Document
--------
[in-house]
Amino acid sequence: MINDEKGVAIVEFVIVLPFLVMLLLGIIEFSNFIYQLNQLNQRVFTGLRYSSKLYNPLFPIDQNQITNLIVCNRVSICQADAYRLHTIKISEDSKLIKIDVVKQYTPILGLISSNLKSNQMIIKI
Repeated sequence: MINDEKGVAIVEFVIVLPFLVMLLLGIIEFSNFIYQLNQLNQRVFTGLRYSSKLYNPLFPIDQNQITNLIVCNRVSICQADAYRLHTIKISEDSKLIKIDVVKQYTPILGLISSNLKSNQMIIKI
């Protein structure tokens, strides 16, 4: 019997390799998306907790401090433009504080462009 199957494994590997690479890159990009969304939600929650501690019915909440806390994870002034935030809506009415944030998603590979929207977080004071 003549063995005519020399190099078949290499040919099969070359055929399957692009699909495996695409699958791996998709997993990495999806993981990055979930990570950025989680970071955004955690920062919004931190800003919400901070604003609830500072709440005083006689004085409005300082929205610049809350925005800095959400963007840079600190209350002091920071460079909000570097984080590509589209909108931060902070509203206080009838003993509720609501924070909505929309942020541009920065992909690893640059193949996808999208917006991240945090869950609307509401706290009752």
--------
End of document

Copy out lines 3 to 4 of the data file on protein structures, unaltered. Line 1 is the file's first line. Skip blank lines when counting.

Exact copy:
Repeated sequence: MINDEKGVAIVEFVIVLPFLVMLLLGIIEFSNFIYQLNQLNQRVFTGLRYSSKLYNPLFPIDQNQITNLIVCNRVSICQADAYRLHTIKISEDSKLIKIDVVKQYTPILGLISSNLKSNQMIIKI
């Protein structure tokens, strides 16, 4: 019997390799998306907790401090433009504080462009 199957494994590997690479890159990009969304939600929650501690019915909440806390994870002034935030809506009415944030998603590979929207977080004071 003549063995005519020399190099078949290499040919099969070359055929399957692009699909495996695409699958791996998709997993990495999806993981990055979930990570950025989680970071955004955690920062919004931190800003919400901070604003609830500072709440005083006689004085409005300082929205610049809350925005800095959400963007840079600190209350002091920071460079909000570097984080590509589209909108931060902070509203206080009838003993509720609501924070909505929309942020541009920065992909690893640059193949996808999208917006991240945090869950609307509401706290009752």